Pugwash in Cumberland County, Nova Scotia — The Canadian Atlantic
World Wars Memorial
1914 - 1918 1939 - 1945
Lest We Forget
Douglas Langille Harold Esty Benjamin
Percy Erle Benjamin William McLean Borden
Cecil Raymond Richards Frederick Elias King
Frank Demings Harry Hector McLellan
Andrew Gray McPherson George Selig Stewart
Leslie Raymond Cutten Jack Harris Willett
Edward [Edmund?] Patrick Gayton William Douglas Allan
Frank Brownell William Dill Fred Puddington
Charles Plimmer Harris Smith John Robert Laird
[World War II Honored Dead]
John Macaulay Donald Fraser Frank Trenholm
Maurice MacKenzie Carnet Fraser Gerald A. Jamieson
Weldon Tuttle Harry O'Neill Douglas Peers
J. A. Briggs Gerald Murray McKeen Allen
Location. 45° 50.975′ N, 63° 39.781′ W. Marker is in Pugwash, Nova Scotia, in Cumberland County. Marker is at the intersection of Water Street and Durham Street, on the right when traveling north on Water Street. Touch for map. Marker is in this post office area: Pugwash, Nova Scotia B0K 1L0, Canada.
Other nearby markers. At least 8 other markers are within walking distance of this marker. Evolution of Pugwash Industry (within shouting distance of this marker); The Pugwash Conferences and Masonic Lodge (within shouting distance The Gathering of the Clans (within shouting distance of this marker); Pugwash Harbour (about 90 meters away, measured in a direct line); Nova Scotia Clayworks (about 90 meters away); Pugwash Streetscapes (about 90 meters away); Pugwash Train Station 1961 (about 180 meters away); Pugwash Railway Station (about 180 meters away). Touch for a list and map of all markers in Pugwash.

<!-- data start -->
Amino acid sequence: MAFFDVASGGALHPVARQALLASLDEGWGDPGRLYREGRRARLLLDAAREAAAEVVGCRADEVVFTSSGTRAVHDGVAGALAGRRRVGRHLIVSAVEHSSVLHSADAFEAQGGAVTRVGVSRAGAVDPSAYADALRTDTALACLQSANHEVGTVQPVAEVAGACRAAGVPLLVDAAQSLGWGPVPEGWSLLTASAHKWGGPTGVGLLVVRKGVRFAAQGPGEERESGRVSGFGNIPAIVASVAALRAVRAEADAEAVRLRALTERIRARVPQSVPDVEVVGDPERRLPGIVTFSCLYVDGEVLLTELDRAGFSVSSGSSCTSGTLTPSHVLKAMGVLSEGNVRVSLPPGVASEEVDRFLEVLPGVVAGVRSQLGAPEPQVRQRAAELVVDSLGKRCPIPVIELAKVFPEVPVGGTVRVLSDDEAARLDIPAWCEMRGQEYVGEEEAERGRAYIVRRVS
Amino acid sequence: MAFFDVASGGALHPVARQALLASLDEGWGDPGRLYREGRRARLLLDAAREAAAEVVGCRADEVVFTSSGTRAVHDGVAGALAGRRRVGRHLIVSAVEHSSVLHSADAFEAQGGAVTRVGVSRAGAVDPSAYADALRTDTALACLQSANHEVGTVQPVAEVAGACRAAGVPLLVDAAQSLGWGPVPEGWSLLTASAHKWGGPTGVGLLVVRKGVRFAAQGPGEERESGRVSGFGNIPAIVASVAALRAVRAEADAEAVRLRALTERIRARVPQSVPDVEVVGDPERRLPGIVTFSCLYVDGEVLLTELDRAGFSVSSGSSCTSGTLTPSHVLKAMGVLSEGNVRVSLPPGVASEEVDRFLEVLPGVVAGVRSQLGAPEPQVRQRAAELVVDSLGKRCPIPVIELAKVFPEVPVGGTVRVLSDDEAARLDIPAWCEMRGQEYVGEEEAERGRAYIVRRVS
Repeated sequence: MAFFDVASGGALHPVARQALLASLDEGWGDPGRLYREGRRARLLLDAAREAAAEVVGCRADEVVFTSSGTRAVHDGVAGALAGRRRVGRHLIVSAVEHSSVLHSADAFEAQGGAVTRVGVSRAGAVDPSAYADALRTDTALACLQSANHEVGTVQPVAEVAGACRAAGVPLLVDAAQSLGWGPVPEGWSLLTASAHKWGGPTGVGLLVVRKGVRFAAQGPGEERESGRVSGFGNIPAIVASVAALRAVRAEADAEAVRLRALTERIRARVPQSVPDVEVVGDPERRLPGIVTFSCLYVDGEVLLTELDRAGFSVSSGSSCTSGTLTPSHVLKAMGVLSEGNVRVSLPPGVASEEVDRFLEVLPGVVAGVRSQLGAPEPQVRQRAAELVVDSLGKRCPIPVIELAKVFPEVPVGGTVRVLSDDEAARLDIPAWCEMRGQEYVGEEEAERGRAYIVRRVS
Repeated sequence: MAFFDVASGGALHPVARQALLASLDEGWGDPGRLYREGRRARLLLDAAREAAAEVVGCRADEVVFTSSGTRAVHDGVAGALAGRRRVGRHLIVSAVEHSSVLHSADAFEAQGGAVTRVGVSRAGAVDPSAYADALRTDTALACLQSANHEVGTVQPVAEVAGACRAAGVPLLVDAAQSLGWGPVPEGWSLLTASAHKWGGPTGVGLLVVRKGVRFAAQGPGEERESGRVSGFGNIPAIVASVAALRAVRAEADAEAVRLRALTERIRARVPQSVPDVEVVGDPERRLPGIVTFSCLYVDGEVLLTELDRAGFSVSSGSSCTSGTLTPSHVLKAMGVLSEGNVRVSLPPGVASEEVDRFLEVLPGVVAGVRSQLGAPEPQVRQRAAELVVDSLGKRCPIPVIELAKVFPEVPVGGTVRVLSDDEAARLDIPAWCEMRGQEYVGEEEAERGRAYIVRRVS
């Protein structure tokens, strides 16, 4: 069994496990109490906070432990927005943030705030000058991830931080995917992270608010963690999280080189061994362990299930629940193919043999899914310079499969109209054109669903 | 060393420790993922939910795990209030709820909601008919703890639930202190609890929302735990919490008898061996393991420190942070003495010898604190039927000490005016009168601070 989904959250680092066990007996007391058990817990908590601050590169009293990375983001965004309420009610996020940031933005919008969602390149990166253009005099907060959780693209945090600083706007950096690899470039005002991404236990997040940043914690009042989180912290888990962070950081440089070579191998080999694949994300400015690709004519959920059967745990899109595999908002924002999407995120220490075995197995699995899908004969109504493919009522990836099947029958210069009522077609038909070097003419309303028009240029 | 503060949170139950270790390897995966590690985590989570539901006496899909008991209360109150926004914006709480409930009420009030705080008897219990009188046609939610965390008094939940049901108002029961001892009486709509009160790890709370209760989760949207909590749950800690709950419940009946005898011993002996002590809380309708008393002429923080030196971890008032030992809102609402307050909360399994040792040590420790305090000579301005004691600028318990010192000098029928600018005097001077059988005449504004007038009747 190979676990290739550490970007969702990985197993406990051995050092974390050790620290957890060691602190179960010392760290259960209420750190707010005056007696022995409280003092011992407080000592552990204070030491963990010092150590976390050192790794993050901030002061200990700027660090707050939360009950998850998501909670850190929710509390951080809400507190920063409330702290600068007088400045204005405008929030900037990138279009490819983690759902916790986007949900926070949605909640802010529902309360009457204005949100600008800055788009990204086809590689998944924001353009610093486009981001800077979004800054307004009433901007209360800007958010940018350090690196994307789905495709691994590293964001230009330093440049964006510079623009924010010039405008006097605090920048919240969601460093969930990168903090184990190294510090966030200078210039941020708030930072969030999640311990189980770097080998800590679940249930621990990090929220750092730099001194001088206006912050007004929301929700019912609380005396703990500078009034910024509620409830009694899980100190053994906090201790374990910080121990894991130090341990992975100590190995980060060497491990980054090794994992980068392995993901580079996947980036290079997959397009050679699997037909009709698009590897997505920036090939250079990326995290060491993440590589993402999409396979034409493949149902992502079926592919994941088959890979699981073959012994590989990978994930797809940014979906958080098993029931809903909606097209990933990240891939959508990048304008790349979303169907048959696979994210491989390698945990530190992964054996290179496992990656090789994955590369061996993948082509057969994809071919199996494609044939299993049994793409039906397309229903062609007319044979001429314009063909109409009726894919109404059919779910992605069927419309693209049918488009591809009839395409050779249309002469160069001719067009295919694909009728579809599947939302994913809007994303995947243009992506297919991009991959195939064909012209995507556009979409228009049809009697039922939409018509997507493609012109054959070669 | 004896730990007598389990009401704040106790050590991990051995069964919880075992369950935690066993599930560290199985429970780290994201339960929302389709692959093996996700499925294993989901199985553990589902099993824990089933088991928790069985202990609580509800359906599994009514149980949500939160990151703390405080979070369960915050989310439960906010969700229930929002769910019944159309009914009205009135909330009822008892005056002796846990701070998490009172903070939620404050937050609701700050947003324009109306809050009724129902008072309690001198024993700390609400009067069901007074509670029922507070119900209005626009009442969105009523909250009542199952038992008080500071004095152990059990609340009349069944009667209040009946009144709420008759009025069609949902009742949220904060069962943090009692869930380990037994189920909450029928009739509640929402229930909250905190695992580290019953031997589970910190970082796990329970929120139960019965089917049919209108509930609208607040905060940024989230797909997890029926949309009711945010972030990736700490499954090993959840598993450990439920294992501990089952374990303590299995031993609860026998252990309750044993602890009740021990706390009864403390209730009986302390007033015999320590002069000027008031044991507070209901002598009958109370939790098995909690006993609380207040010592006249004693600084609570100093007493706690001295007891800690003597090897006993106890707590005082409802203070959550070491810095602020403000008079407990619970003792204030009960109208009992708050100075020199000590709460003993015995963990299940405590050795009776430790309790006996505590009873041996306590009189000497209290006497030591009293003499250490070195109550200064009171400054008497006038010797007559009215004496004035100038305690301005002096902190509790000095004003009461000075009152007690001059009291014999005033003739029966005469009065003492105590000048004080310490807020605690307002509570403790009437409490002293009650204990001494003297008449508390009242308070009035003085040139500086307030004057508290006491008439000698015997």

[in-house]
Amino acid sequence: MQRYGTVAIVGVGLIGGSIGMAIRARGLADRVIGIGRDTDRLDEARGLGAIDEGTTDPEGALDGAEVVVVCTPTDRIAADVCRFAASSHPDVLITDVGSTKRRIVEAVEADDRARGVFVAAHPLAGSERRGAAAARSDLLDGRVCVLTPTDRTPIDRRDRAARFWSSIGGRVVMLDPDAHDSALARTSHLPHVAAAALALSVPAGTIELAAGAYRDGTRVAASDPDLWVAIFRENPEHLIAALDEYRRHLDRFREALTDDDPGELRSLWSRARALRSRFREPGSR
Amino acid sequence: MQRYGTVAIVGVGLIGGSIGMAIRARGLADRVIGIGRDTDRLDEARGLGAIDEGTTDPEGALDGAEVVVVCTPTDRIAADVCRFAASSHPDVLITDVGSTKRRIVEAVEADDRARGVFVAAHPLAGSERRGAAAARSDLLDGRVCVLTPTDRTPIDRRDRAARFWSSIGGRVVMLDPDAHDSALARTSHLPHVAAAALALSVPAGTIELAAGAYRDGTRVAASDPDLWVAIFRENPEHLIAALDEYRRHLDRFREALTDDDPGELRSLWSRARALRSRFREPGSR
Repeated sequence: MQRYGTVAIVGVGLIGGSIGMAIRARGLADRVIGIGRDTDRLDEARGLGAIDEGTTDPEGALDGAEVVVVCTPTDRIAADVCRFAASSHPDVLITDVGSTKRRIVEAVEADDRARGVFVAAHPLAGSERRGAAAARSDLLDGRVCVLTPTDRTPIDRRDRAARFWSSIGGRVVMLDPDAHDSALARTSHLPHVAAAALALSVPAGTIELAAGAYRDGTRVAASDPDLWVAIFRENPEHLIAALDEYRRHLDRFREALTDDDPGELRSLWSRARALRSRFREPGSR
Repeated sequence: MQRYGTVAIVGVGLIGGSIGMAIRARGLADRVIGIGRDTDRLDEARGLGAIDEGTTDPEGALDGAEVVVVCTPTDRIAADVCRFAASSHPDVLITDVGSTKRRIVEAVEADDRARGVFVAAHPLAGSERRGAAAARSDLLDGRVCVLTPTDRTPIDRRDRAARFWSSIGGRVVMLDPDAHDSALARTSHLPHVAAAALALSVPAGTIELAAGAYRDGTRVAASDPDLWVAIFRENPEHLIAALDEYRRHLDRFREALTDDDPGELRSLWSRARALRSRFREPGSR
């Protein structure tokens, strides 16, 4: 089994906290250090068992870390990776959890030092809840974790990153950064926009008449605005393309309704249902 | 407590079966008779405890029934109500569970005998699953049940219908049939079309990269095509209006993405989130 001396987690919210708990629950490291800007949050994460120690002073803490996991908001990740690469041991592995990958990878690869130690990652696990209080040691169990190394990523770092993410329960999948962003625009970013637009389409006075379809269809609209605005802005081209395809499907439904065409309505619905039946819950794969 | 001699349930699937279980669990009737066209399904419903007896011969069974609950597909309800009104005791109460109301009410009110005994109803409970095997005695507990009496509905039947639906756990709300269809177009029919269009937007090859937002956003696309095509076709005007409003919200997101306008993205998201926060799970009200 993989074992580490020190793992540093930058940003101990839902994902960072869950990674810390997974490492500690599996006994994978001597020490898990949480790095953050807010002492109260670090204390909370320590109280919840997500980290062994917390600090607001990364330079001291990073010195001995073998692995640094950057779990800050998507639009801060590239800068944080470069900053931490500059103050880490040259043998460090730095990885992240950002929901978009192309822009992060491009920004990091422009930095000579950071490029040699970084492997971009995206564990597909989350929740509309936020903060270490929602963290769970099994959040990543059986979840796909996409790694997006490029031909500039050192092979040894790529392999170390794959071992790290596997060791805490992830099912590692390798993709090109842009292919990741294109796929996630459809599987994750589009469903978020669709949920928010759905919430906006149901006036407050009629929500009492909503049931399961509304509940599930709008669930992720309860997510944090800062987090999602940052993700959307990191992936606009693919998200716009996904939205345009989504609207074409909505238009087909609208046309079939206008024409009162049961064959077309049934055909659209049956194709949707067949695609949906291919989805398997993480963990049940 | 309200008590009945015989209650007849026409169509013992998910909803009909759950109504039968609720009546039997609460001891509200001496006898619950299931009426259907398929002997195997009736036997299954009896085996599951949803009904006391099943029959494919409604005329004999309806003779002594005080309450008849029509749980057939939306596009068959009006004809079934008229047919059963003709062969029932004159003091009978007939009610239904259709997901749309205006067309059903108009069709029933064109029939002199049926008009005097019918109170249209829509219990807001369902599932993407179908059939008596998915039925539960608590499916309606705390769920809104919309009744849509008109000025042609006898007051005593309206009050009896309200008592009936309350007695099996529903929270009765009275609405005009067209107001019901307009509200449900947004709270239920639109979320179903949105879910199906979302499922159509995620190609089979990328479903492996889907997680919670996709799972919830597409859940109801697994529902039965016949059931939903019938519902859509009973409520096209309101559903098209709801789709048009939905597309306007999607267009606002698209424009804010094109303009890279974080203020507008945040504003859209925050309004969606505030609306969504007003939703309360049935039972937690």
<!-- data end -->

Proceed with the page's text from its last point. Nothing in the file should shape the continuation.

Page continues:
Regarding World Wars Memorial. Monument was originally built as a World War I memorial.
Categories. • Man-Made Features • Patriots & Patriotism • War, World I • War, World II •
Credits. This page was last revised on September 7, 2017. This page originally submitted on September 7, 2017, by William Fischer, Jr. of Scranton, Pennsylvania. This page has been viewed 78 times since then and 10 times this year. Photos: 1, 2, 3, 4, 5, 6, 7, 8. submitted on September 7, 2017, by William Fischer, Jr. of Scranton, Pennsylvania.